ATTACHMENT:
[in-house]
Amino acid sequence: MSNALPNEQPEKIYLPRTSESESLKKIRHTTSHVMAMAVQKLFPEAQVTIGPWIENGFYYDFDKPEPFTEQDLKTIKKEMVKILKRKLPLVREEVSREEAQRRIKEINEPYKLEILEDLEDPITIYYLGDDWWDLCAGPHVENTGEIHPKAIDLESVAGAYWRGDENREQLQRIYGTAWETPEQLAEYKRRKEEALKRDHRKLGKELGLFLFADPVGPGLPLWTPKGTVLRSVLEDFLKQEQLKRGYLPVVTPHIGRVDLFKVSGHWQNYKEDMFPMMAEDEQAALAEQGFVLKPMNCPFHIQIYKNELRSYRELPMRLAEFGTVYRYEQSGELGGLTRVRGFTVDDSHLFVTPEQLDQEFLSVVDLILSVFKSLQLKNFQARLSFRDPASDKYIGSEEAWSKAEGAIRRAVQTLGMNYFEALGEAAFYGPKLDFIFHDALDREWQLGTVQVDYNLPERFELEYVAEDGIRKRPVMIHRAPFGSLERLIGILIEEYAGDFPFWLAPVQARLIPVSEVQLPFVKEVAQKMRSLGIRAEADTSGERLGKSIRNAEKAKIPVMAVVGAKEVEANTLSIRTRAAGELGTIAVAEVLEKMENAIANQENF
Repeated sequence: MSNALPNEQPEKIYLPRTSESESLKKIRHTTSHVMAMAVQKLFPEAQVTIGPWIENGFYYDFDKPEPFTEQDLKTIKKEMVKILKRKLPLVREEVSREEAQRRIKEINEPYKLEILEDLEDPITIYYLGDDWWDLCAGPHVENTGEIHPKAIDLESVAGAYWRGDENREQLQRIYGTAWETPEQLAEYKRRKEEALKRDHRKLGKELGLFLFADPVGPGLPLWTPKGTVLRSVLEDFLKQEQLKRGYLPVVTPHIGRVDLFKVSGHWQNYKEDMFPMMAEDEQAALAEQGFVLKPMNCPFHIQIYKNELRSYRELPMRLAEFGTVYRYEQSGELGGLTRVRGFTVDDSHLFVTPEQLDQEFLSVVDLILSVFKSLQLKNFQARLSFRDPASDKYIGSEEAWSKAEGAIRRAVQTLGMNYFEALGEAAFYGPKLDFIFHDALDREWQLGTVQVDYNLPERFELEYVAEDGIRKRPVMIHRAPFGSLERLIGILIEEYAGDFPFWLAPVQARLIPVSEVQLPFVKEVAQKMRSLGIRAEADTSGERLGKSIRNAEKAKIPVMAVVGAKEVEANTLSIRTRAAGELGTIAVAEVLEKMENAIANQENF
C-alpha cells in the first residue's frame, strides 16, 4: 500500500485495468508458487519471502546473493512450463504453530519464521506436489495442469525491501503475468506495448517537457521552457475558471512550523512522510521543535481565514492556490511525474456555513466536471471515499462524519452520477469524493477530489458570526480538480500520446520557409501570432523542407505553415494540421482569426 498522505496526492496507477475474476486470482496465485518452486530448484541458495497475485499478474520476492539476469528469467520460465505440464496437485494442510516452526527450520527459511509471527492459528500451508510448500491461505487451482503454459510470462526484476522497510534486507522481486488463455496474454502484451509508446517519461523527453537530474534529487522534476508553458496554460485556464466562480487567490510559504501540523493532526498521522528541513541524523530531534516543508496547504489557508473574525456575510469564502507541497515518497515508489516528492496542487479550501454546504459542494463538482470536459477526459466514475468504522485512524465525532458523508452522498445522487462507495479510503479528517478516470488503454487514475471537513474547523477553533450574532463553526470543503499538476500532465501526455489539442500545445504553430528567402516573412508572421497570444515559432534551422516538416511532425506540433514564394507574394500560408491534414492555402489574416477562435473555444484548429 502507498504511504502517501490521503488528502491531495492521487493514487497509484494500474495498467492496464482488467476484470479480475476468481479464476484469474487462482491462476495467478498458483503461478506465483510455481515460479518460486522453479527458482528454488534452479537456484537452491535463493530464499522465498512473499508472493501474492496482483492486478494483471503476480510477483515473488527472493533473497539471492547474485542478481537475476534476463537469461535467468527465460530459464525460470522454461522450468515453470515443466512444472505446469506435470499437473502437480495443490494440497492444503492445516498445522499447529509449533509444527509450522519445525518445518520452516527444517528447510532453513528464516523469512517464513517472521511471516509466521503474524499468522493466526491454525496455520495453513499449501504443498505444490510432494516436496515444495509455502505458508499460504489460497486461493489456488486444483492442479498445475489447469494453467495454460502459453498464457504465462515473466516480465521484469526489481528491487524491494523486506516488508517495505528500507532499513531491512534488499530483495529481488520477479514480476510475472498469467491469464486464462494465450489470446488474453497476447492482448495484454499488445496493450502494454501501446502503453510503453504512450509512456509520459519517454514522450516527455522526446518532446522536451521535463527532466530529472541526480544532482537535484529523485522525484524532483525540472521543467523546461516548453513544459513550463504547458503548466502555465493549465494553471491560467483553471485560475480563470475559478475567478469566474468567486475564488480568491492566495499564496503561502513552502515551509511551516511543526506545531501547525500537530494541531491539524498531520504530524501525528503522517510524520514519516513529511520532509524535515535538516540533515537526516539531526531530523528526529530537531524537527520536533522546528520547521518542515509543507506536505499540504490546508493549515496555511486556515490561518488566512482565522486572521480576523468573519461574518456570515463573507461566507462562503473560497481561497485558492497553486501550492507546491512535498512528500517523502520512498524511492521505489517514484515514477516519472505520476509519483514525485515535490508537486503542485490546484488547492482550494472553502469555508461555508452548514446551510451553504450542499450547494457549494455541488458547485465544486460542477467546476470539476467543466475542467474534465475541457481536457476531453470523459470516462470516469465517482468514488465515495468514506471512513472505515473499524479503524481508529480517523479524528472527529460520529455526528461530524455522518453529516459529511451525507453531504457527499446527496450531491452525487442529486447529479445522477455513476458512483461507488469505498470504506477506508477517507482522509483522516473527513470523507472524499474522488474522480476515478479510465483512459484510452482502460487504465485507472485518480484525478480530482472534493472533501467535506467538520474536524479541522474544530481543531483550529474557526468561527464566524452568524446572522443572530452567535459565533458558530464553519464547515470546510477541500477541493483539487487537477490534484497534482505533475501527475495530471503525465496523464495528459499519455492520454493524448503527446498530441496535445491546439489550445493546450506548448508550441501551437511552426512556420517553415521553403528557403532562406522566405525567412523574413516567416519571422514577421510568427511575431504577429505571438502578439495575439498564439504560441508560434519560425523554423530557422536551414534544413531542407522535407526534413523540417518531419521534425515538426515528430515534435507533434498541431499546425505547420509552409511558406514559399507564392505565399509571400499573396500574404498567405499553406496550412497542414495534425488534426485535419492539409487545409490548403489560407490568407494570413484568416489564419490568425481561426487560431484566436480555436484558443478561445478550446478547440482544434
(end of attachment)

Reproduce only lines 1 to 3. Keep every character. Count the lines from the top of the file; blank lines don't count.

[in-house]
Amino acid sequence: MSNALPNEQPEKIYLPRTSESESLKKIRHTTSHVMAMAVQKLFPEAQVTIGPWIENGFYYDFDKPEPFTEQDLKTIKKEMVKILKRKLPLVREEVSREEAQRRIKEINEPYKLEILEDLEDPITIYYLGDDWWDLCAGPHVENTGEIHPKAIDLESVAGAYWRGDENREQLQRIYGTAWETPEQLAEYKRRKEEALKRDHRKLGKELGLFLFADPVGPGLPLWTPKGTVLRSVLEDFLKQEQLKRGYLPVVTPHIGRVDLFKVSGHWQNYKEDMFPMMAEDEQAALAEQGFVLKPMNCPFHIQIYKNELRSYRELPMRLAEFGTVYRYEQSGELGGLTRVRGFTVDDSHLFVTPEQLDQEFLSVVDLILSVFKSLQLKNFQARLSFRDPASDKYIGSEEAWSKAEGAIRRAVQTLGMNYFEALGEAAFYGPKLDFIFHDALDREWQLGTVQVDYNLPERFELEYVAEDGIRKRPVMIHRAPFGSLERLIGILIEEYAGDFPFWLAPVQARLIPVSEVQLPFVKEVAQKMRSLGIRAEADTSGERLGKSIRNAEKAKIPVMAVVGAKEVEANTLSIRTRAAGELGTIAVAEVLEKMENAIANQENF
Repeated sequence: MSNALPNEQPEKIYLPRTSESESLKKIRHTTSHVMAMAVQKLFPEAQVTIGPWIENGFYYDFDKPEPFTEQDLKTIKKEMVKILKRKLPLVREEVSREEAQRRIKEINEPYKLEILEDLEDPITIYYLGDDWWDLCAGPHVENTGEIHPKAIDLESVAGAYWRGDENREQLQRIYGTAWETPEQLAEYKRRKEEALKRDHRKLGKELGLFLFADPVGPGLPLWTPKGTVLRSVLEDFLKQEQLKRGYLPVVTPHIGRVDLFKVSGHWQNYKEDMFPMMAEDEQAALAEQGFVLKPMNCPFHIQIYKNELRSYRELPMRLAEFGTVYRYEQSGELGGLTRVRGFTVDDSHLFVTPEQLDQEFLSVVDLILSVFKSLQLKNFQARLSFRDPASDKYIGSEEAWSKAEGAIRRAVQTLGMNYFEALGEAAFYGPKLDFIFHDALDREWQLGTVQVDYNLPERFELEYVAEDGIRKRPVMIHRAPFGSLERLIGILIEEYAGDFPFWLAPVQARLIPVSEVQLPFVKEVAQKMRSLGIRAEADTSGERLGKSIRNAEKAKIPVMAVVGAKEVEANTLSIRTRAAGELGTIAVAEVLEKMENAIANQENF